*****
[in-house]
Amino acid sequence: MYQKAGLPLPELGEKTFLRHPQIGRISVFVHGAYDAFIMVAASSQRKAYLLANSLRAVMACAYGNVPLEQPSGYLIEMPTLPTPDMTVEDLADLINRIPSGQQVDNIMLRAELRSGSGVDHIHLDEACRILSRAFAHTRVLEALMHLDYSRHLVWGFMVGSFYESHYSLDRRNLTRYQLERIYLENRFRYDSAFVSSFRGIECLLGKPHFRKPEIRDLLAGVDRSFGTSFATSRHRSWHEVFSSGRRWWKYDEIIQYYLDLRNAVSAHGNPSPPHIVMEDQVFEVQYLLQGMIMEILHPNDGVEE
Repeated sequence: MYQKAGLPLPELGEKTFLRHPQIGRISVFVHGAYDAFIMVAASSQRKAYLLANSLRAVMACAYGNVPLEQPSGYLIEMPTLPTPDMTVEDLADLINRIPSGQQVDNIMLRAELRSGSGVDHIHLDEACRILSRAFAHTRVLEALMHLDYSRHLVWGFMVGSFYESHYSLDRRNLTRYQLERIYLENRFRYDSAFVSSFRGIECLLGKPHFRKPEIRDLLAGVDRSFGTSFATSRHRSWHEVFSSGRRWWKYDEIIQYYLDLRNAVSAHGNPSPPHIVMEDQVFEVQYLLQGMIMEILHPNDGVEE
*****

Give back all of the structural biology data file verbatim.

[in-house]
Amino acid sequence: MYQKAGLPLPELGEKTFLRHPQIGRISVFVHGAYDAFIMVAASSQRKAYLLANSLRAVMACAYGNVPLEQPSGYLIEMPTLPTPDMTVEDLADLINRIPSGQQVDNIMLRAELRSGSGVDHIHLDEACRILSRAFAHTRVLEALMHLDYSRHLVWGFMVGSFYESHYSLDRRNLTRYQLERIYLENRFRYDSAFVSSFRGIECLLGKPHFRKPEIRDLLAGVDRSFGTSFATSRHRSWHEVFSSGRRWWKYDEIIQYYLDLRNAVSAHGNPSPPHIVMEDQVFEVQYLLQGMIMEILHPNDGVEE
Repeated sequence: MYQKAGLPLPELGEKTFLRHPQIGRISVFVHGAYDAFIMVAASSQRKAYLLANSLRAVMACAYGNVPLEQPSGYLIEMPTLPTPDMTVEDLADLINRIPSGQQVDNIMLRAELRSGSGVDHIHLDEACRILSRAFAHTRVLEALMHLDYSRHLVWGFMVGSFYESHYSLDRRNLTRYQLERIYLENRFRYDSAFVSSFRGIECLLGKPHFRKPEIRDLLAGVDRSFGTSFATSRHRSWHEVFSSGRRWWKYDEIIQYYLDLRNAVSAHGNPSPPHIVMEDQVFEVQYLLQGMIMEILHPNDGVEE